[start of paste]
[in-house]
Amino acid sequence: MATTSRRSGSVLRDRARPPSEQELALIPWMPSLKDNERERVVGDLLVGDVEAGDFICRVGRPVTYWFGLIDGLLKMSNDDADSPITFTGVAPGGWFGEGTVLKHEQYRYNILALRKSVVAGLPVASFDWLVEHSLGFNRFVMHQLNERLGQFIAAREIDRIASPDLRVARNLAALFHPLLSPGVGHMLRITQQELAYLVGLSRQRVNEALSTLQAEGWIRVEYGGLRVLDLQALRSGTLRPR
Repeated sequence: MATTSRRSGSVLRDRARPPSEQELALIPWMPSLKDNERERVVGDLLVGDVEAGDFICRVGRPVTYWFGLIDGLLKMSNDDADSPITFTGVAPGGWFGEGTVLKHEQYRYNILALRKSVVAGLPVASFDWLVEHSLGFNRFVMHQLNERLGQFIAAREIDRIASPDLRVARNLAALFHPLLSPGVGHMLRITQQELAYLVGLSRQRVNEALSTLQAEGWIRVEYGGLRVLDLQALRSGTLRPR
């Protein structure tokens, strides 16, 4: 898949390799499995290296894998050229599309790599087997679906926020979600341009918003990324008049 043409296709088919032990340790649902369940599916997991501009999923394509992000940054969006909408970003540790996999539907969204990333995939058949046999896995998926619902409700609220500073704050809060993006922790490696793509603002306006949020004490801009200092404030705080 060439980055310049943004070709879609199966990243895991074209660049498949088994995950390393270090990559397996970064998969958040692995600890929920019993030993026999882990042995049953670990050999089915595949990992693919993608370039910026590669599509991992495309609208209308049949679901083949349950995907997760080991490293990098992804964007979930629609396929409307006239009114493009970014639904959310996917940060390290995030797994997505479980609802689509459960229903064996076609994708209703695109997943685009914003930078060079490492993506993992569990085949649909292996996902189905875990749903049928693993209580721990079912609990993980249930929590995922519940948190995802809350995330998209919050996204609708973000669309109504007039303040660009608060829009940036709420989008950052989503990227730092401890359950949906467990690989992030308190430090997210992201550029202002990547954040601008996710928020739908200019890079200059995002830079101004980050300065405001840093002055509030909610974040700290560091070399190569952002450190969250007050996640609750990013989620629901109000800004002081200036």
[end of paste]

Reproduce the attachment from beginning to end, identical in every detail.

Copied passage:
[in-house]
Amino acid sequence: MATTSRRSGSVLRDRARPPSEQELALIPWMPSLKDNERERVVGDLLVGDVEAGDFICRVGRPVTYWFGLIDGLLKMSNDDADSPITFTGVAPGGWFGEGTVLKHEQYRYNILALRKSVVAGLPVASFDWLVEHSLGFNRFVMHQLNERLGQFIAAREIDRIASPDLRVARNLAALFHPLLSPGVGHMLRITQQELAYLVGLSRQRVNEALSTLQAEGWIRVEYGGLRVLDLQALRSGTLRPR
Repeated sequence: MATTSRRSGSVLRDRARPPSEQELALIPWMPSLKDNERERVVGDLLVGDVEAGDFICRVGRPVTYWFGLIDGLLKMSNDDADSPITFTGVAPGGWFGEGTVLKHEQYRYNILALRKSVVAGLPVASFDWLVEHSLGFNRFVMHQLNERLGQFIAAREIDRIASPDLRVARNLAALFHPLLSPGVGHMLRITQQELAYLVGLSRQRVNEALSTLQAEGWIRVEYGGLRVLDLQALRSGTLRPR
């Protein structure tokens, strides 16, 4: 898949390799499995290296894998050229599309790599087997679906926020979600341009918003990324008049 043409296709088919032990340790649902369940599916997991501009999923394509992000940054969006909408970003540790996999539907969204990333995939058949046999896995998926619902409700609220500073704050809060993006922790490696793509603002306006949020004490801009200092404030705080 060439980055310049943004070709879609199966990243895991074209660049498949088994995950390393270090990559397996970064998969958040692995600890929920019993030993026999882990042995049953670990050999089915595949990992693919993608370039910026590669599509991992495309609208209308049949679901083949349950995907997760080991490293990098992804964007979930629609396929409307006239009114493009970014639904959310996917940060390290995030797994997505479980609802689509459960229903064996076609994708209703695109997943685009914003930078060079490492993506993992569990085949649909292996996902189905875990749903049928693993209580721990079912609990993980249930929590995922519940948190995802809350995330998209919050996204609708973000669309109504007039303040660009608060829009940036709420989008950052989503990227730092401890359950949906467990690989992030308190430090997210992201550029202002990547954040601008996710928020739908200019890079200059995002830079101004980050300065405001840093002055509030909610974040700290560091070399190569952002450190969250007050996640609750990013989620629901109000800004002081200036």